Those two were the most but we would also go to the other parishes – St. Cecilia, Immaculate Conception – all the churches on the west side.
What’s kept you close to that part of town?
For my work overseas, I worked a lot with refugees and the poor. I think a lot of the same general kinds of issues you saw were the same things we faced in poorer sections of the city.
Also, as I said, when I first came to Baltimore, that was the first place I lived.
Also, I was doing my internship out at University of Maryland Medical Center, and I was on the faculty there for about 15 years while I was still doing my priestly work.
You saw a lot of poor people at these clinics; it always kept me sort of tied into these places.
You have a special affinity for prayer walks. If a secular colleague in the field of psychology asked what this accomplishes, how would you answer?
Even tonight we’ll be down at Cherry Hill at St. Veronica’s.
I think it helps the people who live in these areas to know they’re not forgotten when we do these walks, just once a month.
The people are most appreciative. When you go and stop in front of a house, near where someone has been murdered, and when some of the families come out, they respond to you as if you had just arrived to make a visit at a funeral home. They thank you for coming and thank you for giving your condolences. So I think that’s one part of it.
Another part is that I think it’s good for people who live outside the area to come and to see just where many of our people live, and under what conditions they live. A good number of people never come into those parts of the city. I’m not interested in them just seeing, but in them seeing and reflecting, and then, what would they like to do?
We have people coming from as far away as Emmitsburg coming on these prayer walks.
It’s good for them – they don’t necessarily have to then focus their efforts on West Baltimore, but on what’s going on around them and perhaps the areas of their parish they’re not so aware of.
For example, I just had confirmations out in Cumberland a few weeks ago. (Note: This portion of the interview took place in May 2016.)Cumberland has a significant number of homeless people, people on drugs, people who are unemployed and people who need to go to soup kitchens.
So I think those are, in one sense, kind of concrete things.
The big thing, though, is it’s a matter of praying, asking God’s blessings on the area, and asking God’s blessings on the victims and the perpetrators, and that’s what we do.
I mean, we never had any kind of a – “You know, if we do this for three years, there should be a 24 percent drop in crime in the city.” – nothing like that. It would be nice if (crime) goes down, but the sad part about it is there’s never a dearth of places to visit and pray at.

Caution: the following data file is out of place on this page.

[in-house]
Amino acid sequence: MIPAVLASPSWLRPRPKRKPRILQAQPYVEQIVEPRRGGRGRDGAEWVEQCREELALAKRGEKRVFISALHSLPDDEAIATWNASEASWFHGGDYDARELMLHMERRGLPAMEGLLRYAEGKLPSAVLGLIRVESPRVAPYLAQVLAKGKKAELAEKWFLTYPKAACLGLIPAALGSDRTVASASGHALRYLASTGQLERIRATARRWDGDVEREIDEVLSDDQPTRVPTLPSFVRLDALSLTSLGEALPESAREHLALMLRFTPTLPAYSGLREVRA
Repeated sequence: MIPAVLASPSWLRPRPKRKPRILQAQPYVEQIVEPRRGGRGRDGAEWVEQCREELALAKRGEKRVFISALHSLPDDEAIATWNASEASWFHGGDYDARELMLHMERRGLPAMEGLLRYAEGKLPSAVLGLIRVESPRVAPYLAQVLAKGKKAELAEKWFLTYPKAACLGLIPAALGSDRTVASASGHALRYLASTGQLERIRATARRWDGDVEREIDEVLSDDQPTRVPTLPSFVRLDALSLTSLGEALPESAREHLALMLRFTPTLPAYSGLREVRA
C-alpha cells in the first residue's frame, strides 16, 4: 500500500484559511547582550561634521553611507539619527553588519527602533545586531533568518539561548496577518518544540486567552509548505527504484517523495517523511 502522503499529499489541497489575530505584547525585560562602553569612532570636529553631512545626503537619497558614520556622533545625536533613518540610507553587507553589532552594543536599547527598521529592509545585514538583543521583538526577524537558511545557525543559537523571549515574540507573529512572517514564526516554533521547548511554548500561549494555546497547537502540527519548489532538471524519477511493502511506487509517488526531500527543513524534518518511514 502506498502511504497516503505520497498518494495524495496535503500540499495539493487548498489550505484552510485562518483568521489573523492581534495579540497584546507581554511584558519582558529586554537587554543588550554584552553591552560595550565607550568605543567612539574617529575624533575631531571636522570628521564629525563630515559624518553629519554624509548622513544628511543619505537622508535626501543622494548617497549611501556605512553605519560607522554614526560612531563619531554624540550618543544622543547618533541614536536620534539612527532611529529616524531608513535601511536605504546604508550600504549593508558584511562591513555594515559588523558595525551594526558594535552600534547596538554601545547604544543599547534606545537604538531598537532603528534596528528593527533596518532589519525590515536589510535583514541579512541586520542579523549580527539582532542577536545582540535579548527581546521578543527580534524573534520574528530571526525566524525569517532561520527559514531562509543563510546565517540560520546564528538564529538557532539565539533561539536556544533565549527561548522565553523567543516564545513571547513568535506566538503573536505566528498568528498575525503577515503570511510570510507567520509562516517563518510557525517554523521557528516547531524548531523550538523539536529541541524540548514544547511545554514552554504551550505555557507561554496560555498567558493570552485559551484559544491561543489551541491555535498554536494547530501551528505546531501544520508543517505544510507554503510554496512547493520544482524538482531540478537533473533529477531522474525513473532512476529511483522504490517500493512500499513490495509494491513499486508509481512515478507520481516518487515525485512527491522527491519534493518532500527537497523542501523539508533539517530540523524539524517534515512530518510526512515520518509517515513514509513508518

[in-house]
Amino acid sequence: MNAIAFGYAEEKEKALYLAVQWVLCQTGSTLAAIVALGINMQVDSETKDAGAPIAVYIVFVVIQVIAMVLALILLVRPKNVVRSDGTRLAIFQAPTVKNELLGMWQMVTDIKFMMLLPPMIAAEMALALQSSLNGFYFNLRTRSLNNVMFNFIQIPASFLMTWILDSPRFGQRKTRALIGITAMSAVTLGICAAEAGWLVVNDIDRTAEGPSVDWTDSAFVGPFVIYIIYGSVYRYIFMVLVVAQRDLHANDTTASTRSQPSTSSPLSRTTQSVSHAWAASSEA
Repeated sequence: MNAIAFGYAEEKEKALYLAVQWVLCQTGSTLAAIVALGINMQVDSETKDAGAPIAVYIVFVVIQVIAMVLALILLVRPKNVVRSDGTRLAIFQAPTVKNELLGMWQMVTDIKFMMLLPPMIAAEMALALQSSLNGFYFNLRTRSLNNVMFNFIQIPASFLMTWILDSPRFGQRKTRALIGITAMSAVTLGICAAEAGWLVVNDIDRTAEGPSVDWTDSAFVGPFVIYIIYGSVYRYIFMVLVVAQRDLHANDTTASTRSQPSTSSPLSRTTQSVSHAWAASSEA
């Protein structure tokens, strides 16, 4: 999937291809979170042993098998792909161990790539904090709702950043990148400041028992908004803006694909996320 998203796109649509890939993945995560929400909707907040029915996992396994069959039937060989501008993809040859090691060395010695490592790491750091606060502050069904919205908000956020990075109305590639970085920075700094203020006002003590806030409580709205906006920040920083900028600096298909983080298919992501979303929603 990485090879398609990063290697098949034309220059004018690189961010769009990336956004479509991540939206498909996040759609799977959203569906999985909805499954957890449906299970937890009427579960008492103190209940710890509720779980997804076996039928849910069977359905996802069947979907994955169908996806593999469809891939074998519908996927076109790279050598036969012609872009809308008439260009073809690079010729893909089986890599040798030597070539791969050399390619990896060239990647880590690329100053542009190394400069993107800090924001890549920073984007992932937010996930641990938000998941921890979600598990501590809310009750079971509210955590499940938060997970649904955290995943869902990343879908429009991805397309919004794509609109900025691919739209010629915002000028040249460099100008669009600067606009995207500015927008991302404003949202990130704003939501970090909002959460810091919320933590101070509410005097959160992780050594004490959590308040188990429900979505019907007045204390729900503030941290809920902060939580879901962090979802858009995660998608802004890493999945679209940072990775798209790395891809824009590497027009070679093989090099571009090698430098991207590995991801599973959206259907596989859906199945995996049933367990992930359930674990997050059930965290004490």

Just tonight at St. Veronica’s we said, “Oh yeah, there have been three murders in the last few months, and we’ll stop at those sites when we go around.”
When we were at St. Cecilia’s, we changed our route to go somewhere where just the night before someone was (killed). I like to think of it as a “drop in the bucket” kind of thing.
Mother Teresa once said that.
Some reporter once asked her, “Isn’t what you do – when you think of all the poverty, thinking about Calcutta – isn’t it a drop in the bucket?”
And she said, “You’re exactly right – it’s just a drop in the bucket.”
And I just think of when Pope Francis went to Lesbos. That camp he went to had 2,500 refugees in it. Over the course of a year – and there are several camps in Greece – 500,000 had gone through that one camp. And the pope, at the end of his stay, took back 12 refugees from three families.
That was surely a “drop in the bucket,” but it was real.
I think about those things with these prayer walks. You keep chipping away at these places and just try to be a presence and try to carry Christ’s blessings to that area.
It’s interesting that we do this once a month, and it’s become something that’s notable in the archdiocese. We advertise it in the sense of getting people to come, but we don’t do it in the sense of trying not to promote ourselves and things along those lines.
But people, they say, “Thank you for your prayer walks,” so it has some meaning for people.
Sometimes I go to Atwater’s and I’ll be having soup and salad, and people will say, “Thank you for your prayer walks.”
I don’t even know who these people are!
When the vicariates were redrawn, you became vicar for Harford and Baltimore counties as well as the city. What do Catholics in these different areas and diverse circumstances share in common?
I think they share in common their faith. They all share in that same Eucharist and the celebration of the sacraments; they all share in trying in their way to lead a Gospel life. They all share in that same belief in Christ. They share in the same love and desire to follow Pope Francis.
There’s so much that unites us all. It’s kind of like, in the very very basic things of life, there’s a commonality.